Smart Smart, a. [Compar. {Smarter}; superl. {Smartest}.] [OE. smerte. See {Smart}, v. i.] 1. Causing a smart; pungent; pricking; as, a smart stroke or taste. [1913 Webster]

How smart lash that speech doth give my conscience. --Shak. [1913 Webster]

2. Keen; severe; poignant; as, smart pain. [1913 Webster]

3. Vigorous; sharp; severe. ``Smart skirmishes, in which many fell.'' --Clarendon. [1913 Webster]

4. Accomplishing, or able to accomplish, results quickly; active; sharp; clever. [Colloq.] [1913 Webster]

5. Efficient; vigorous; brilliant. ``The stars shine smarter.'' --Dryden. [1913 Webster]

6. Marked by acuteness or shrewdness; quick in suggestion or reply; vivacious; witty; as, a smart reply; a smart saying. [1913 Webster]

Who, for the poor renown of being smart Would leave a sting within a brother's heart? --Young. [1913 Webster]

A sentence or two, . . . which I thought very smart. --Addison. [1913 Webster]

7. Pretentious; showy; spruce; as, a smart gown. [1913 Webster]

8. Brisk; fresh; as, a smart breeze. [1913 Webster]

{Smart money}. (a) Money paid by a person to buy himself off from some unpleasant engagement or some painful situation. (b) (Mil.) Money allowed to soldiers or sailors, in the English service, for wounds and injures received; also, a sum paid by a recruit, previous to being sworn in, to procure his release from service. (c) (Law) Vindictive or exemplary damages; damages beyond a full compensation for the actual injury done. --Burrill. --Greenleaf.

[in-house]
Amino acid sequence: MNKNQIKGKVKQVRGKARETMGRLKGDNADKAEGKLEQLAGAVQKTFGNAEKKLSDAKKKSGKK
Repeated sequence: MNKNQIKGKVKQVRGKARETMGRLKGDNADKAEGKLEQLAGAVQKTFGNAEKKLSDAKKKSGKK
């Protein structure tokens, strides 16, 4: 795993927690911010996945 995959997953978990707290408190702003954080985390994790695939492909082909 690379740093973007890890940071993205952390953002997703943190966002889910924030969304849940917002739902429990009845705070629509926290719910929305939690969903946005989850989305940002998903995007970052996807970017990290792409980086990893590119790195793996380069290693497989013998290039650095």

{Smart ticket}, a certificate given to wounded seamen, entitling them to smart money. [Eng.] --Brande & C. [1913 Webster]

Syn: Pungent; poignant; sharp; tart; acute; quick; lively; brisk; witty; clever; keen; dashy; showy.

Usage: {Smart}, {Clever}. Smart has been much used in New England to describe a person who is intelligent, vigorous, and active; as, a smart young fellow; a smart workman, etc., conciding very nearly with the English sense of clever. The nearest approach to this in England is in such expressions as, he was smart (pungent or witty) in his reply, etc.; but smart and smartness, when applied to persons, more commonly refer to dress; as, a smart appearance; a smart gown, etc. [1913 Webster]

The Collaborative International Dictionary of English. 2000.


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